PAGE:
How can this be ok to even think about? As one person who commented on the item on Stuff.co.nz has said, “Do the residents of the street vet ALL people buying or renting in “their” street?  I bet they don’t!   How do they know that “that sort of person” became homeless due to accident, illness, redundancy or other reasons, and are perfectly respectable people?   This looks like a severe case of Nimby-ism”. This commenter is right in his/her thinking.

All too often we see community organisations taking action to help others in the community only to face a backlash, this time it seems as though the threat of legal action is only one part of the potential backlash, but it also seems that this could be a media beat up.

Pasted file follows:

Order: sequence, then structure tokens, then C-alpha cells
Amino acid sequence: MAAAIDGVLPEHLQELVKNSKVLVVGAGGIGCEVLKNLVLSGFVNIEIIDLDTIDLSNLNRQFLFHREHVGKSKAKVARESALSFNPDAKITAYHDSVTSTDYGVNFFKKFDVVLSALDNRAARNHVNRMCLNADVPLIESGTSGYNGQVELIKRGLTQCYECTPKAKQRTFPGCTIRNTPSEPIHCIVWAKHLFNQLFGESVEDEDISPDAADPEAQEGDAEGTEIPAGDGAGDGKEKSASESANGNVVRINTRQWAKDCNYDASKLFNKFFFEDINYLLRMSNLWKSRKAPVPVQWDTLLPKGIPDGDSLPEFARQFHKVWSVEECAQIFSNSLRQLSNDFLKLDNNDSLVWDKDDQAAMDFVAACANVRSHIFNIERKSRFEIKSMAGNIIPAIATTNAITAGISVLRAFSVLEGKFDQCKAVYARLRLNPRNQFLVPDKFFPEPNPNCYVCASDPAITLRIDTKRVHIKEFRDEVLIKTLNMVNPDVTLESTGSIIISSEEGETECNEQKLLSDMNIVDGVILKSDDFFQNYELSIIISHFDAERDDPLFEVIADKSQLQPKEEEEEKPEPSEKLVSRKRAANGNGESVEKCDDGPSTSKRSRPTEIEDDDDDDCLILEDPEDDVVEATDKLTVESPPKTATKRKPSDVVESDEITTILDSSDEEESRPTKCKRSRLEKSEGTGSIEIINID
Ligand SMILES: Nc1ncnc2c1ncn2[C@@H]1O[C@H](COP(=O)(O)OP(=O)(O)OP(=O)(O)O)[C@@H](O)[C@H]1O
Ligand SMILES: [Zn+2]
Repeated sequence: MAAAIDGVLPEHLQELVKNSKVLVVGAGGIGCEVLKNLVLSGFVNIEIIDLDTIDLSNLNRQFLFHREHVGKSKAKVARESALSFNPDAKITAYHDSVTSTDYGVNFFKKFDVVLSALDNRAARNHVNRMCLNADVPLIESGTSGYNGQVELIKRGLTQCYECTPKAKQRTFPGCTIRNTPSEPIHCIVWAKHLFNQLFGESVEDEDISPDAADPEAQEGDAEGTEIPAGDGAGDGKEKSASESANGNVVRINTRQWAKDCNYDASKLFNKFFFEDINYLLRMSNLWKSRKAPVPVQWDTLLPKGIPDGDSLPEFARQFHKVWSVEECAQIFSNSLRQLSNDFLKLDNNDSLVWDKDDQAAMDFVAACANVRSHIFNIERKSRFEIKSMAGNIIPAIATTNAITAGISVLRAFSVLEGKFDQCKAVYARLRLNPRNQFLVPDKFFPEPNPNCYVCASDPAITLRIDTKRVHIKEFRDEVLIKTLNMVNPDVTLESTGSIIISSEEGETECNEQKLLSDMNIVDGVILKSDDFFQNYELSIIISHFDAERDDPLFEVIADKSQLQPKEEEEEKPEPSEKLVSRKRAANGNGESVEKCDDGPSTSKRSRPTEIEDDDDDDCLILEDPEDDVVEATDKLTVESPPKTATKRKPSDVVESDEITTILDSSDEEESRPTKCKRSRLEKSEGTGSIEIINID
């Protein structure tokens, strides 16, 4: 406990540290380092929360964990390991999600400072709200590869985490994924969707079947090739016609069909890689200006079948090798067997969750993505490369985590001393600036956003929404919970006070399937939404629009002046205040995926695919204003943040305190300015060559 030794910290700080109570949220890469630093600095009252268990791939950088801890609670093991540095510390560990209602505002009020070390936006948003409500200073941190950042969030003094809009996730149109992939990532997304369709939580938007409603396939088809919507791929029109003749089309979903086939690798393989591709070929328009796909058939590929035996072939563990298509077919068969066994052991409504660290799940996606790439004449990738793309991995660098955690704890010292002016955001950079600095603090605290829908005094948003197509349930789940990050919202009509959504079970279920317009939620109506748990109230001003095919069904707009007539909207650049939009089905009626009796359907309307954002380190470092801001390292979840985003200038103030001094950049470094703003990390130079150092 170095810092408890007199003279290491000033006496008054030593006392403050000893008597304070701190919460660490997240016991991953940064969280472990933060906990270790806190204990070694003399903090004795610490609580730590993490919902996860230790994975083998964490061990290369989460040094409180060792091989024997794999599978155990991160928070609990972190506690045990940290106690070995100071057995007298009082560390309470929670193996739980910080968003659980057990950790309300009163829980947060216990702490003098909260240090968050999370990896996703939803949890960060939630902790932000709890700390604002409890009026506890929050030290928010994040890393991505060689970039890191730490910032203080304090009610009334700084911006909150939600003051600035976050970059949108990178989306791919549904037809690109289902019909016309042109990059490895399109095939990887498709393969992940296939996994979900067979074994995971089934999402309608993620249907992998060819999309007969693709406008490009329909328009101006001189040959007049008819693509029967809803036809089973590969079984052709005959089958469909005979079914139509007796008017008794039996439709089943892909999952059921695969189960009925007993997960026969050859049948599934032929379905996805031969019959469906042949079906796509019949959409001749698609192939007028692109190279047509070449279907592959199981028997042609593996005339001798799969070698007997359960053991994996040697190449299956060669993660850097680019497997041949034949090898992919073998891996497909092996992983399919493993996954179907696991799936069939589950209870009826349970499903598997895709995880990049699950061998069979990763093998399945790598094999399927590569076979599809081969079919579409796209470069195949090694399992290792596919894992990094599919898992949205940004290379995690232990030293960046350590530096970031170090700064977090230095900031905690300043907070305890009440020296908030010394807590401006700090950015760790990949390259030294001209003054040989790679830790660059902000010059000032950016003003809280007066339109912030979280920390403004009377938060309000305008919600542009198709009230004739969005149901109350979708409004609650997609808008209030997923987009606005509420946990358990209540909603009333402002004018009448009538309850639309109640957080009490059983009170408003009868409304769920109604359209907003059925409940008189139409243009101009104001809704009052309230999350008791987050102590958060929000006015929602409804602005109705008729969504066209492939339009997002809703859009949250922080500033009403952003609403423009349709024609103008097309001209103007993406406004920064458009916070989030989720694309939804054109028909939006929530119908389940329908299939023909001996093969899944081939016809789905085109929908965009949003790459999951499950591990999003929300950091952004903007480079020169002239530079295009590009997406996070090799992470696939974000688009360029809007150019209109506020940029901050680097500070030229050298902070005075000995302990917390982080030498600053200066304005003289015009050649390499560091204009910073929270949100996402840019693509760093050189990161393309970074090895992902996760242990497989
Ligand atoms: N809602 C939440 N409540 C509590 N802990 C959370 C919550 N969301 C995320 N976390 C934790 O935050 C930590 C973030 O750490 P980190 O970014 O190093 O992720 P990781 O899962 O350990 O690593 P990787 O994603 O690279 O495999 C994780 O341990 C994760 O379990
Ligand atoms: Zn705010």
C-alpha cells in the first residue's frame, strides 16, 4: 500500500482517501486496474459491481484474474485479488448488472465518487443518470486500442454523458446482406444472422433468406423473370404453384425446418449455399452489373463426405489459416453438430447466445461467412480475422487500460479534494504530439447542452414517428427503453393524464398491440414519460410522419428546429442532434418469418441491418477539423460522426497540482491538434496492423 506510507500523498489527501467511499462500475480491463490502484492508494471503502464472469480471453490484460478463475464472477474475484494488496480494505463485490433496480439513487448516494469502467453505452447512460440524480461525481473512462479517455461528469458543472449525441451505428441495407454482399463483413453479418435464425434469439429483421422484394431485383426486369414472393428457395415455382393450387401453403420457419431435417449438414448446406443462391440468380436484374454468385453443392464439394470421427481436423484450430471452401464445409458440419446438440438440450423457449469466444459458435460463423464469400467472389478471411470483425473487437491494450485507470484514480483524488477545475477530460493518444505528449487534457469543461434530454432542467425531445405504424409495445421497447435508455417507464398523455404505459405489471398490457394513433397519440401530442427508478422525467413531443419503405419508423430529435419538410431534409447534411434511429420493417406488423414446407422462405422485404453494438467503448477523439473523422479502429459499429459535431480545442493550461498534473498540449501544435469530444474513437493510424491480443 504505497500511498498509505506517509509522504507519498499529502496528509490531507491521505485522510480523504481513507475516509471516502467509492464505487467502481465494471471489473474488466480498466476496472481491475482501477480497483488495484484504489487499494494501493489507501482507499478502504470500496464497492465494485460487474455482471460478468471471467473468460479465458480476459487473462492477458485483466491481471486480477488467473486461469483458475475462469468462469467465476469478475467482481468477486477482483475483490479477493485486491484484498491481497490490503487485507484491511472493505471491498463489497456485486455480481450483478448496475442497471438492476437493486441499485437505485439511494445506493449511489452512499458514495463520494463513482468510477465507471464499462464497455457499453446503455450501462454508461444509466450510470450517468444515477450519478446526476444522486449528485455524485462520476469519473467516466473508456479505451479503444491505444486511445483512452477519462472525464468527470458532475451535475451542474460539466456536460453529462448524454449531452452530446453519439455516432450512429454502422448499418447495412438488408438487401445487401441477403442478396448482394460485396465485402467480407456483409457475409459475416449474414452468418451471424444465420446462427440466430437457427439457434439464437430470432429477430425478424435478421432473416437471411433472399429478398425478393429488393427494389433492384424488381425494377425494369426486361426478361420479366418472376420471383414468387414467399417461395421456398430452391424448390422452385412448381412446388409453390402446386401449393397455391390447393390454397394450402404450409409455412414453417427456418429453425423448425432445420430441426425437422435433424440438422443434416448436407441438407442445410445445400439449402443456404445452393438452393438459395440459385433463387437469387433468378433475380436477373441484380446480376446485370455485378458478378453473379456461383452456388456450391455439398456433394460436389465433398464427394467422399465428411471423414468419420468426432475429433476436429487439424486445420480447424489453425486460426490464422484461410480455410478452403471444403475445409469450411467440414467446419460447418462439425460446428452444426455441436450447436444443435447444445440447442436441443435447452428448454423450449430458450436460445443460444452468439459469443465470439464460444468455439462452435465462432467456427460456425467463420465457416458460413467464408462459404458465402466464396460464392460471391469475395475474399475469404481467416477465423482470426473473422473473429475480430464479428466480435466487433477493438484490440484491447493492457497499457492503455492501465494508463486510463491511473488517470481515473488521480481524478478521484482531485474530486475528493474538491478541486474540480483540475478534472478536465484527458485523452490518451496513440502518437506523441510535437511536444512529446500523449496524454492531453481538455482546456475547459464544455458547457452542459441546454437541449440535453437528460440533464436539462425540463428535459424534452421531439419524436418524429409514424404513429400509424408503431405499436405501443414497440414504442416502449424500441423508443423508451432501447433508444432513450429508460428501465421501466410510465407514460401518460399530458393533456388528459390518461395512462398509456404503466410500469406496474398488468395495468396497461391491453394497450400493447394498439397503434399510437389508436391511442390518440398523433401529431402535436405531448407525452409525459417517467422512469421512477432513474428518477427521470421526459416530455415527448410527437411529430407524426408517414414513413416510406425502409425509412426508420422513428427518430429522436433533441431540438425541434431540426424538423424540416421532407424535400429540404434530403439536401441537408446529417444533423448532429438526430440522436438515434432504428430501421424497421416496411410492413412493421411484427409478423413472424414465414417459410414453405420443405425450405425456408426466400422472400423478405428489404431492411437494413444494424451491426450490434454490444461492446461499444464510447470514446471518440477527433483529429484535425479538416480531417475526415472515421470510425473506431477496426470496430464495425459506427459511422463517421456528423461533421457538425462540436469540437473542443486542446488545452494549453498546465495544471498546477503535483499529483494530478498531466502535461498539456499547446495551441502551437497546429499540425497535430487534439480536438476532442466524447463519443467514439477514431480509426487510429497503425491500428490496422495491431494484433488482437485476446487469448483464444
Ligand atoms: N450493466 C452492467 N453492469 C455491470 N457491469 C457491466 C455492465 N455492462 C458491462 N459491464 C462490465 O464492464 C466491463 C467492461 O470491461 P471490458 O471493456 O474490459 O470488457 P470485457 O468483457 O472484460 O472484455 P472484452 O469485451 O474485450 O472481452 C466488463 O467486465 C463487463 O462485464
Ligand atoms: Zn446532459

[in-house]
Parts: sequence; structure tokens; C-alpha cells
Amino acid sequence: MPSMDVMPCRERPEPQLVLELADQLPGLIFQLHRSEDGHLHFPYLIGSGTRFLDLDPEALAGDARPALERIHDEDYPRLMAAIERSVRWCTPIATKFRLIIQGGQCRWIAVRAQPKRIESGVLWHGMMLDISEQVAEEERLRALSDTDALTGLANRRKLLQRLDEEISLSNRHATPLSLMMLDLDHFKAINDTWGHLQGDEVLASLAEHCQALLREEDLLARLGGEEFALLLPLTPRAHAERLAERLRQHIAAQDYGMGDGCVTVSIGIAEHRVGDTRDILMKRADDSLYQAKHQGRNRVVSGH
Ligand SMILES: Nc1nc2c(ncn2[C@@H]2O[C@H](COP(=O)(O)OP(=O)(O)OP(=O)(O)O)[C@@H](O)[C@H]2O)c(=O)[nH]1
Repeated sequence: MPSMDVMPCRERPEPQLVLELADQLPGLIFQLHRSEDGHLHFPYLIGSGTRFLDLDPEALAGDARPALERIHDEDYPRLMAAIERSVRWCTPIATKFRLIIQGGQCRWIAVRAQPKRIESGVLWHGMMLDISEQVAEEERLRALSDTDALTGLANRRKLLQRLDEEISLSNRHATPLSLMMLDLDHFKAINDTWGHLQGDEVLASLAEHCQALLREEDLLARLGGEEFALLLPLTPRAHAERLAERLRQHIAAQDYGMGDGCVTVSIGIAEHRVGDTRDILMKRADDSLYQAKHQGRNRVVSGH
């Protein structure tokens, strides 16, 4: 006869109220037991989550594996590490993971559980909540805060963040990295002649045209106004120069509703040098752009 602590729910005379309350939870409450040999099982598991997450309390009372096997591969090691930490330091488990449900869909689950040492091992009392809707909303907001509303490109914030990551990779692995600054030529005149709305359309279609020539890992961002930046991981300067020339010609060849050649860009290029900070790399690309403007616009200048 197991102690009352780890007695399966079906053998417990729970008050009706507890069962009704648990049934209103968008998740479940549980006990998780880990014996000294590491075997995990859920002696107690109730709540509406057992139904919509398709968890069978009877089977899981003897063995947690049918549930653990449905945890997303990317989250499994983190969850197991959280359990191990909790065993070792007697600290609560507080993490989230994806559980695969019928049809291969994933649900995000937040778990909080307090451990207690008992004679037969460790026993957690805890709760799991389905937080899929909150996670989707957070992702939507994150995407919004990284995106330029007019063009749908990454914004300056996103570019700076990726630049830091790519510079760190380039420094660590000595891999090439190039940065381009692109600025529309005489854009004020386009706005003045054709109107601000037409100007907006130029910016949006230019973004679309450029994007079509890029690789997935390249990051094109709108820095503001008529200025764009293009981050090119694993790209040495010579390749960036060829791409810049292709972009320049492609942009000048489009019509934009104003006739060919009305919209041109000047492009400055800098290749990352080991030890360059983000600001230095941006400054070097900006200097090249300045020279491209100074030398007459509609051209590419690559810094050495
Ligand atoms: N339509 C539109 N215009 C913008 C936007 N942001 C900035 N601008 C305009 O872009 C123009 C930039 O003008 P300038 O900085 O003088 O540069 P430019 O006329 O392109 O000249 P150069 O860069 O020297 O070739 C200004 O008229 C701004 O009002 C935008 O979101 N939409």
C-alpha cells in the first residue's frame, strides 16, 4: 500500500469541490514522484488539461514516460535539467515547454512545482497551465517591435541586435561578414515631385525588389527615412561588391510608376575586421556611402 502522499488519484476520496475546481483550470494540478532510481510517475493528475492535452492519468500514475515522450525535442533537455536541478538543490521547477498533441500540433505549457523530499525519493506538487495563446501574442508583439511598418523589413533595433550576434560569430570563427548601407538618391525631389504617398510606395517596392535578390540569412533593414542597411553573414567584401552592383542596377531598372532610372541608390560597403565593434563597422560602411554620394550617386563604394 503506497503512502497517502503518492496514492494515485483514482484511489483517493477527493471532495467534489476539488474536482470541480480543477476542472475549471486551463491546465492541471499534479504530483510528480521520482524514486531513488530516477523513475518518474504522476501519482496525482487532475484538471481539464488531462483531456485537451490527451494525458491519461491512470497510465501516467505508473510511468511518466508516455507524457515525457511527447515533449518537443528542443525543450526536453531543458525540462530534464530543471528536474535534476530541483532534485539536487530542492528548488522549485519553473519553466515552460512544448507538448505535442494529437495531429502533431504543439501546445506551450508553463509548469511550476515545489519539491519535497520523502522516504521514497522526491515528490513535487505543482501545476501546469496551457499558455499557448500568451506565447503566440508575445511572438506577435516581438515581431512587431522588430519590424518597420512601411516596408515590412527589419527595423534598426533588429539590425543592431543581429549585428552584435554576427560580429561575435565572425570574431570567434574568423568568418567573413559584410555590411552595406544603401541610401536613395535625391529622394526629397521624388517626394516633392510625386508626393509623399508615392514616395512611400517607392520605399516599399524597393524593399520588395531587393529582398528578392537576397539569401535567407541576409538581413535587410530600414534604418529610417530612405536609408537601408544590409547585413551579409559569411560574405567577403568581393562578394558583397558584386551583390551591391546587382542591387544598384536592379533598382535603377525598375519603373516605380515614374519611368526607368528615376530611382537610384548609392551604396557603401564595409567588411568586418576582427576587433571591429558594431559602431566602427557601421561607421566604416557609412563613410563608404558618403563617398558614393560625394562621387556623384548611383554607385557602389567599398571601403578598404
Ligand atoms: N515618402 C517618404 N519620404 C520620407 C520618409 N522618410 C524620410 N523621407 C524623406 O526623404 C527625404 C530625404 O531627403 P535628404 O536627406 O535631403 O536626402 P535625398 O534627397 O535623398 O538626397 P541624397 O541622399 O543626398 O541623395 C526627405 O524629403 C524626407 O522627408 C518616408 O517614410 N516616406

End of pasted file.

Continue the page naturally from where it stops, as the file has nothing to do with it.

It would appear that Roderique Hope Trust have tried to keep the local residents informed, the fact that a meeting was planned for a long weekend is perhaps not a good thing, although it wasn’t organised by the Trust; but whoever organised it should have taken into account that some “players” wouldn’t be available.

We need organisations like Roderique Hope Trust helping in the emergency housing area, but we run the risk of others taking a step back if threats such as the one in this article are made to other providers.

Let’s hope there’s a good outcome to this and that the Trust moves ahead with their plan, it would seem that the owner of the property has no issues, only a handful of local residents who seem to feel they have been left out of discussions.

Let’s hope common sense prevails.






Homeless Backpacks

We see homeless people almost everywhere we go, these people may be homeless for a variety of reasons, including choice (although I think this number would be low).